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It Really Does Take a Village

Black news from Pasadena - Editorial - National institute needs a villageI am seeking support from the community for an organization envisioned by my son, Dr. Jamal Dominique Hopkins. Jamal, our third of three sons, was born this month (October) and was raised in Pasadena, California and attended schools in the Pasadena Unified School District. He has always been a dutiful, obedient son. He has educated himself and distinguished himself in his career. As he embarks on a new journey, we call on friends and associates who believe the African proverb, "It Takes a Village to Raise A Child," for support.

Jamal has had an interesting career. He graduated from Moler Barber College in Pasadena, received his Barber's license and worked in his own Barber Shop for 4 years. He graduated from Pasadena City College and received an AA degree. He received a BA degree from Howard University, in Washington, DC, a Master's degree from Fuller Theological Seminary, and became a minister, after being influenced by Bishop Benjamin J. Crouch, then pastor of Christ Memorial Church of God in Christ in Pacoima, CA. After graduating from Fuller, he applied for a job. They told him that he needed a doctorate degree. He announced to our family that he was accepted at the University of Manchester in Manchester, England and he was off, taking his lovely wife, Makini, and our baby grandson, Joshua, with him. He earned his doctorate degree and became the, only known, African American expert in the U.S. on Dead Sea Scrolls.

Jamal has preached and taught in many venues all over the United States. He has traveled worldwide, giving presentations on the Dead Sea Scrolls. He is a preaching machine who has left me speechless, and that is not easy to do. Dr. Pamela Powell was there, as his silent mentor. She is and was a smart family friend who we will always be thankful to, more than she knows. There are others like Rev. Tyrone Skinner, Pastor M. Tyrone Cushman and, of course, Bishop Crouch.

His lists of accomplishments include: author of "Thinking Out Loud: Thoughts and Reflections on Life, Faith, Culture and Crisis" (Journal Publication, 2013), and "Duty or Responsibility? The African American Evangelical's Identity" published in the Journal of African American Christian Thought (2009); Visiting Professor of Bible and Theology at Victory University in Memphis, TN; a 2010 Wabash Center Fellow; lectured and presented research at Princeton Theological Seminary, Emory University, the University of Edinburgh (Scotland) and at the W.E.B. Du Bois Society at Harvard University. Hopkins is a former Biblical Studies Professor at ITC (Atlanta, GA) and at Crichton College (Memphis, TN).

So here's the deal. After not having his contract renewed by the Interdenominational Theological Center in Atlanta, GA, Jamal announced that he was starting a non-profit think tank which he named, Institute of Advanced African American Christian Thought (IAAACT). I was asked by my son to help him get the IAAACT incorporated. I recruited my friends and colleagues, Attorney Gabrielle Woods and Regina Brown Wilson, the daughter of Assemblywoman and fellow publisher Cheryl Brown and her husband, Hardy Brown, publisher of the Black Voice News in Riverside, CA. They got the Institute approved for the nonprofit.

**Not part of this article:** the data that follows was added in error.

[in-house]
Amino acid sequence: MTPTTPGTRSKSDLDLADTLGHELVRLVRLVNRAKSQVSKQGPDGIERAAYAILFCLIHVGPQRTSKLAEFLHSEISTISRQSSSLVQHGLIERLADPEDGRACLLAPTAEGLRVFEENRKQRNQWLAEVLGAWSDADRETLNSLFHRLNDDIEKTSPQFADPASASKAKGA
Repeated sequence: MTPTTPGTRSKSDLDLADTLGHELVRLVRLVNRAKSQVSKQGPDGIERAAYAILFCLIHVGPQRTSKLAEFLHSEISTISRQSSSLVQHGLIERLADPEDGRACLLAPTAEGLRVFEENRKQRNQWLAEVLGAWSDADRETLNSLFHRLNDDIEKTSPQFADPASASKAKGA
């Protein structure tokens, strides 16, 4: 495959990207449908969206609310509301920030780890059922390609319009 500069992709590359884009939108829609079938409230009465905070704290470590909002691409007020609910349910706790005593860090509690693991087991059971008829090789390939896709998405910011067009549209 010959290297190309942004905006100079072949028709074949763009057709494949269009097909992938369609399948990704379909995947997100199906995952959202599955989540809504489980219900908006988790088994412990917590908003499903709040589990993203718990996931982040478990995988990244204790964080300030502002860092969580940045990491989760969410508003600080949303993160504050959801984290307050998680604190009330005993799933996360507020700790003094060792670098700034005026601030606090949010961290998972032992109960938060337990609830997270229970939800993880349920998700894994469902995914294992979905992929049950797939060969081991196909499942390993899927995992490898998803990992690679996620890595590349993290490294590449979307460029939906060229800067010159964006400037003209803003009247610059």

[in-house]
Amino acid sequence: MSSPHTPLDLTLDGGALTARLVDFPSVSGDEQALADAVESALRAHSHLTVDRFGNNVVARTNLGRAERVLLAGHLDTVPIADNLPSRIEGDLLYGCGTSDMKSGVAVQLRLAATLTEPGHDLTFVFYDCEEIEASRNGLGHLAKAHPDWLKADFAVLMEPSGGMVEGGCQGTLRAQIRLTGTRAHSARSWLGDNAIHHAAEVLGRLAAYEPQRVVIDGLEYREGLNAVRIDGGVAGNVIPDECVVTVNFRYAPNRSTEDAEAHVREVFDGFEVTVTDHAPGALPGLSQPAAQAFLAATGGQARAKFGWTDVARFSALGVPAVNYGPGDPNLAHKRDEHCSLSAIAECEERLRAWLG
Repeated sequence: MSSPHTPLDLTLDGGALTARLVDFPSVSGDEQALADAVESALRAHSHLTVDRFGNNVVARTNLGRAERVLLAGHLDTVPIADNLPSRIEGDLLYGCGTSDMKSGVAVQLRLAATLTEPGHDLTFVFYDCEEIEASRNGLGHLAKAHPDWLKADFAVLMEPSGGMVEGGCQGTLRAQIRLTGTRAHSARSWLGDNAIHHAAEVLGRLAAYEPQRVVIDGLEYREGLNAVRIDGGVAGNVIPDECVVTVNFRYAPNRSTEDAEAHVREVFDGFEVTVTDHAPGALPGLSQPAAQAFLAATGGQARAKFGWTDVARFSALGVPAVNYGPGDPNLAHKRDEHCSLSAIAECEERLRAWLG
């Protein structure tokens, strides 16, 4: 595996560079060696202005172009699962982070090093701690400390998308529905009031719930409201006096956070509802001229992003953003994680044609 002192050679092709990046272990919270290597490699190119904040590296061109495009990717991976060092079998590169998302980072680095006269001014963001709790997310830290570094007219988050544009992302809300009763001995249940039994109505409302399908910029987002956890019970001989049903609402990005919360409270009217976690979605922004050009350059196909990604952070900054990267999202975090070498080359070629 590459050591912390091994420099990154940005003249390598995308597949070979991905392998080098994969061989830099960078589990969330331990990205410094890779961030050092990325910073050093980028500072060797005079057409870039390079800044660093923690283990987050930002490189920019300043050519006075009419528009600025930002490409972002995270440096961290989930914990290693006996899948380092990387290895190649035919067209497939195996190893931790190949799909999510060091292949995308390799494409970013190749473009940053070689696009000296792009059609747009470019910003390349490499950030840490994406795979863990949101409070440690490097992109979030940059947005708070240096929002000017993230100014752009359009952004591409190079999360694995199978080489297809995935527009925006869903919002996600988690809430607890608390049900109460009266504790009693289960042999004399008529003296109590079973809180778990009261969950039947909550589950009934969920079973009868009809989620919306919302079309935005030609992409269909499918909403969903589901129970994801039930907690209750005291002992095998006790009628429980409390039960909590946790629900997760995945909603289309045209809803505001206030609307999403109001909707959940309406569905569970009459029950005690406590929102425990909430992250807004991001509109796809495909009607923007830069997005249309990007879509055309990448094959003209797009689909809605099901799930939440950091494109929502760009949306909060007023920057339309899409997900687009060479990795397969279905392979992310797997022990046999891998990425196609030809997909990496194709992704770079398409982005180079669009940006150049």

The mission of IAAACT, Inc. is to cultivate critical African American Christian thought among Black seminarians training for ministry, Black Christian scholars in the academy, and a theologically literate Black Christian public. By working to cultivate critical thinking IAAACT will:

  • Invigorate Black academicians to critically think and reflect about whether and in what respect Christian faith has anything meaningful to say to contemporary African American life and thought;
  • Equip Black seminarians training for ministry, and the institutions that train them, with the tools for better understanding the contours of historic Christian orthodoxy that help prepare leaders for ministry in relation to the present day concerns of Christian congregants;
  • Infuse Black communities and churches with well-trained seminarians able to bring critical Christian thinking to the challenges of their ministry;
  • Imbue the Black Christian public with orthodox Christian doctrine that teaches moral values and supports and builds strong families and communities.

For more information, go to the IAAACT website: http://iaaact.weebly.com/about.html.

Now it is time for the Village to do its part. We need $50,000 operating capital to get moving. A bank account has been opened for donations. We have received a couple of contributions from friends of IAAACT, and promises have been made by a few individuals of various community organizations. Look for a fundraiser, perhaps later this year or early next year.

I have received advice from many in the Village, including Bill Flynn at the Tournament of Roses. The Hopkins Family Trust has committed a percentage, and we are looking to the community to help raise the necessary funds for this venture which is national. Right now, we need your dollars to give promote birth to this national institution, dedicated to the magnification of God.

Please send your tax deductible donation to: IAAACT, c/o The Journal, 1541 N. Lake Avenue, Pasadena, CA 91104. Thank you!